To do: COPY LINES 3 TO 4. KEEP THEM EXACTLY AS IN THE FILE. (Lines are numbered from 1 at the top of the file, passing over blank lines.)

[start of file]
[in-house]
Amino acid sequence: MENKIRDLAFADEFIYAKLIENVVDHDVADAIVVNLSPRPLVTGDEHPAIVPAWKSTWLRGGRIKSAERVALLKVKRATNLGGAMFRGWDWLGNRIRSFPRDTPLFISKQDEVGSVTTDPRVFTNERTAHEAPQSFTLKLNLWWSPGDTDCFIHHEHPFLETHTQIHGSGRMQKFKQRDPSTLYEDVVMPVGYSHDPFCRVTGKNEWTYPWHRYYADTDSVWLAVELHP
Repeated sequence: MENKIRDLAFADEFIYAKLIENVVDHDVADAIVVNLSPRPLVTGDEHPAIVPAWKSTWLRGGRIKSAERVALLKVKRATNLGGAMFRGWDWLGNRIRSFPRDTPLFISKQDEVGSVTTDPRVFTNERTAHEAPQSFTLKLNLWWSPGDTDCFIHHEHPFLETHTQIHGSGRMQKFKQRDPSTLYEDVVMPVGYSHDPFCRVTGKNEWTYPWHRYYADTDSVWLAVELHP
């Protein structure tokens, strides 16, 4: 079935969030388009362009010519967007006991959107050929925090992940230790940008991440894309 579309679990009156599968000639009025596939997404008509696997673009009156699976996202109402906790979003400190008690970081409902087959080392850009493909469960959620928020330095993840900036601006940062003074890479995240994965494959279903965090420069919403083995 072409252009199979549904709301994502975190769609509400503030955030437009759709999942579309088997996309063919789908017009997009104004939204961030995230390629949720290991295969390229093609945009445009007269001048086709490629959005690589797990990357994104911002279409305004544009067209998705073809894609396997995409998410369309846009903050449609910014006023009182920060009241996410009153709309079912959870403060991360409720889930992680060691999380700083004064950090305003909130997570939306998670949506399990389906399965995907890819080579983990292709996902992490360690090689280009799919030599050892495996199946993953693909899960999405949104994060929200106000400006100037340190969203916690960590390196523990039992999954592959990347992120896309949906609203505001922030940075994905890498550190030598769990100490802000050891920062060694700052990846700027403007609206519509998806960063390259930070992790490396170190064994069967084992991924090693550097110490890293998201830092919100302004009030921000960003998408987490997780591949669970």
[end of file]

Repeated sequence: MENKIRDLAFADEFIYAKLIENVVDHDVADAIVVNLSPRPLVTGDEHPAIVPAWKSTWLRGGRIKSAERVALLKVKRATNLGGAMFRGWDWLGNRIRSFPRDTPLFISKQDEVGSVTTDPRVFTNERTAHEAPQSFTLKLNLWWSPGDTDCFIHHEHPFLETHTQIHGSGRMQKFKQRDPSTLYEDVVMPVGYSHDPFCRVTGKNEWTYPWHRYYADTDSVWLAVELHP
């Protein structure tokens, strides 16, 4: 079935969030388009362009010519967007006991959107050929925090992940230790940008991440894309 579309679990009156599968000639009025596939997404008509696997673009009156699976996202109402906790979003400190008690970081409902087959080392850009493909469960959620928020330095993840900036601006940062003074890479995240994965494959279903965090420069919403083995 072409252009199979549904709301994502975190769609509400503030955030437009759709999942579309088997996309063919789908017009997009104004939204961030995230390629949720290991295969390229093609945009445009007269001048086709490629959005690589797990990357994104911002279409305004544009067209998705073809894609396997995409998410369309846009903050449609910014006023009182920060009241996410009153709309079912959870403060991360409720889930992680060691999380700083004064950090305003909130997570939306998670949506399990389906399965995907890819080579983990292709996902992490360690090689280009799919030599050892495996199946993953693909899960999405949104994060929200106000400006100037340190969203916690960590390196523990039992999954592959990347992120896309949906609203505001922030940075994905890498550190030598769990100490802000050891920062060694700052990846700027403007609206519509998806960063390259930070992790490396170190064994069967084992991924090693550097110490890293998201830092919100302004009030921000960003998408987490997780591949669970």